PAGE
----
There seems to be a growing trend in London over the last few years, although this trend is not growing upwards, rather, it is submerging into the subterranean depths of our neighbourhoods. Given the extreme shortage of space in the capital, homeowners have been desperate to find ways to increase the size of their properties, but with the strict planning permission policies that come with building on land, the basement conversion is now the extension du jour, particularly in the most affluent of areas.
The super-rich in Kensington & Chelsea have been modifying their homes into iceberg properties, that is to say, fitting in mega-basements with multiple storeys to make room for home cinemas, private car parks, underground swimming pools, gyms and even tennis courts. Recently, the council was forced to tighten controls on basement conversions, as the overzealous desires of these wealthy homeowners began to provoke the ire of neighbouring communities with the continuous disruption of high-decibel drilling, blocked roads and parking suspensions.
Kensington & Chelsea was the first borough in London that felt compelled to respond to this superfluity in planning applications by limiting the size of basement projects. However, the 10% of applications that now get rejected are just simply amended, resent and then accepted. Provided that the basement doesn’t exceed the capacity of the property, there still exists far more flexibility in building downwards than upwards. The best way to ensure a basement project will be accepted is to cap the extension to no more than a quarter of the house’s floorspace.
Having said that, it’s safe to say that a basement renovation is now the emblem of indignation for non-beneficiaries. The fact that most of these oligarch, sheikh and other profligate homeowners seldom stay in their iceberg properties throughout the year, only heightens the feeling of collective nuisance. Even celebrity neighbours have begun to vent their frustration at each other over planned works, most notably Jimmy Page, who took umbrage to the proposed plans of Robbie Williams and a 46-roomed basement extension to his property in Holland Park.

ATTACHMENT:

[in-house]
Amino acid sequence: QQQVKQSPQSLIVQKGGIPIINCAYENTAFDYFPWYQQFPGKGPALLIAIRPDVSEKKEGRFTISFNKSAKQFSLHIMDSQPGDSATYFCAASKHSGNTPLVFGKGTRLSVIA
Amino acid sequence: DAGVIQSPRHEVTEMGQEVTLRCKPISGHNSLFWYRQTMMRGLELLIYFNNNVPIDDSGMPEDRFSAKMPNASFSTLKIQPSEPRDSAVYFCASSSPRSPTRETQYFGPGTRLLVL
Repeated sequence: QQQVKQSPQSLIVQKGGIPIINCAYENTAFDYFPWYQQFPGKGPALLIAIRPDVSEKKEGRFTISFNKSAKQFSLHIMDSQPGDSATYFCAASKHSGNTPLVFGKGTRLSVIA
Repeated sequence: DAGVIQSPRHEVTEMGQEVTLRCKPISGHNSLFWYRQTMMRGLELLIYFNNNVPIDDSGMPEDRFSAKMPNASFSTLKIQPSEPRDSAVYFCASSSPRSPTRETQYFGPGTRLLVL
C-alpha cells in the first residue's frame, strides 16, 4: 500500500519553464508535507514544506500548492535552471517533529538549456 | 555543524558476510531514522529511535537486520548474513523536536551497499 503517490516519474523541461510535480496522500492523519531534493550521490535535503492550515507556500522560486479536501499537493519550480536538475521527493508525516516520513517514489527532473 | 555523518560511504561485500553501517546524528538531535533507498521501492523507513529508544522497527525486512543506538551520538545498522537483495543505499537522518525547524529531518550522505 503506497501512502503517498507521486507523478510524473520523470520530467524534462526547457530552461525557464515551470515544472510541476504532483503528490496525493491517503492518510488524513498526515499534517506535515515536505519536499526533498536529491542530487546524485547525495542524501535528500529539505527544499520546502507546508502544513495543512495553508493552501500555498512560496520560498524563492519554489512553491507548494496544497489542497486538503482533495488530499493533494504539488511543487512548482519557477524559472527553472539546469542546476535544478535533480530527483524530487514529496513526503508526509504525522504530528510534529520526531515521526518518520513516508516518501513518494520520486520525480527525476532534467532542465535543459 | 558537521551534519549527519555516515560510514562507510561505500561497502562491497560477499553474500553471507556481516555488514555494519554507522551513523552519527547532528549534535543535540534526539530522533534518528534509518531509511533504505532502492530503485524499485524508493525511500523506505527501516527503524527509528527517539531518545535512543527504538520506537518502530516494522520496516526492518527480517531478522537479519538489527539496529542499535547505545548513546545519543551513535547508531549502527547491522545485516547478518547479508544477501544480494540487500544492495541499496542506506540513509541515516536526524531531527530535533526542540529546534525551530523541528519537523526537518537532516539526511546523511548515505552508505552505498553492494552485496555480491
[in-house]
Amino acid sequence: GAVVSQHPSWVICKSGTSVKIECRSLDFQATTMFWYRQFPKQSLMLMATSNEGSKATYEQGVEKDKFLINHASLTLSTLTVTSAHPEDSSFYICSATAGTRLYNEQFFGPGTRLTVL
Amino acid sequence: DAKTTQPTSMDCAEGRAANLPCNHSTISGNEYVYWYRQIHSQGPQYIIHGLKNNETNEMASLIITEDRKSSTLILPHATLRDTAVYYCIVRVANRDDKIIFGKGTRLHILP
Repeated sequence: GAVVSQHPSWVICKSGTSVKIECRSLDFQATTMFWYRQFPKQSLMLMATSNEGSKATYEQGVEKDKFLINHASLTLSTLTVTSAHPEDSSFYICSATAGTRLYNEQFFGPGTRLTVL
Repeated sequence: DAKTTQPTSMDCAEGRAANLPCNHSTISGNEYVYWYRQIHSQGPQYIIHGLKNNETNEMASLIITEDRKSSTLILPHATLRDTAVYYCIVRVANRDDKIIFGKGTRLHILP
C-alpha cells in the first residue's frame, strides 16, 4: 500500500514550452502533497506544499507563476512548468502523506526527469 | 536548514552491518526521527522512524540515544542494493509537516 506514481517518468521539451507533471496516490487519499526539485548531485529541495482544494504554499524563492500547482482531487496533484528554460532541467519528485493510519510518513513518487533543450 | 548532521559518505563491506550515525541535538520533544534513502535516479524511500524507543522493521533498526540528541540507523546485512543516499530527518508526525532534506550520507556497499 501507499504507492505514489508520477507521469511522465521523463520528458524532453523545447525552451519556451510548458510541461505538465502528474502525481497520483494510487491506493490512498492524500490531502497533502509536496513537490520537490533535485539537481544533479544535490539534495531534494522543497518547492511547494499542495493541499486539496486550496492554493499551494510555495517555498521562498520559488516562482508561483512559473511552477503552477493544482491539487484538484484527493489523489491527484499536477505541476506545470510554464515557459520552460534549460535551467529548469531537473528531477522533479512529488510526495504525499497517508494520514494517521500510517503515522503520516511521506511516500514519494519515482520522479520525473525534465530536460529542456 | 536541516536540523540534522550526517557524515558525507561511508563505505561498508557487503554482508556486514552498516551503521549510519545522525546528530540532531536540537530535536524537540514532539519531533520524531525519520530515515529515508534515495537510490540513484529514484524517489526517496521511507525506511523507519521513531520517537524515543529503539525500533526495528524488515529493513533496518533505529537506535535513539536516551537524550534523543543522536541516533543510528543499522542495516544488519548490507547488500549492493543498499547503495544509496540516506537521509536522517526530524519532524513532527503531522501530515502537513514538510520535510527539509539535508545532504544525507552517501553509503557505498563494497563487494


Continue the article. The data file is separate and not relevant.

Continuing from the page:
In 2010, Nigella Lawson and Charles Saatchi were so infuriated at a garden renovation next door that they ended up selling their Belgravia property and decided to move to a new house in Chelsea. Ironically, they have recently undergone a basement extension in this new household, and have added a wine cellar, a gym and a swimming pool – hardly the most modest of alterations.
Nearby, the Beckhams have deeply upset their neighbours over the past few years with extensive renovations taking place throughout their £30 million mansion, which includes a full basement conversion, complete with a powder room, a play room and a secret tunnel that veers onto a nearby property, enabling them to preserve their anonymity.
Andrew Lloyd Webber, Nicole Kidman, Frank Lampard and Roman Abramovic are just some of the other high profile people that have massively enriched their subsurface capacities in recent times, much to the displeasure of many of course. With that being said, these super rich figures have propagated a new direction in the housing market, and ushered in an era of basement obsession.
Andi Pepaj, director of APT Renovation, has spearheaded a wide range of medium to large scale basement renovations throughout London, “we’ve installed gyms, art galleries, recording studios, home cinemas and even golf ranges. The list is endless”. The demand is certainly not abating, with more than 900 basement extensions having taken place over the past five years in Kensington & Chelsea alone, and many more in the planning process. “We’ve experienced a spike in calls for basement extensions over the last few years, and we take on anywhere between 10 to 15 basement projects at any one time”, cites Pepaj.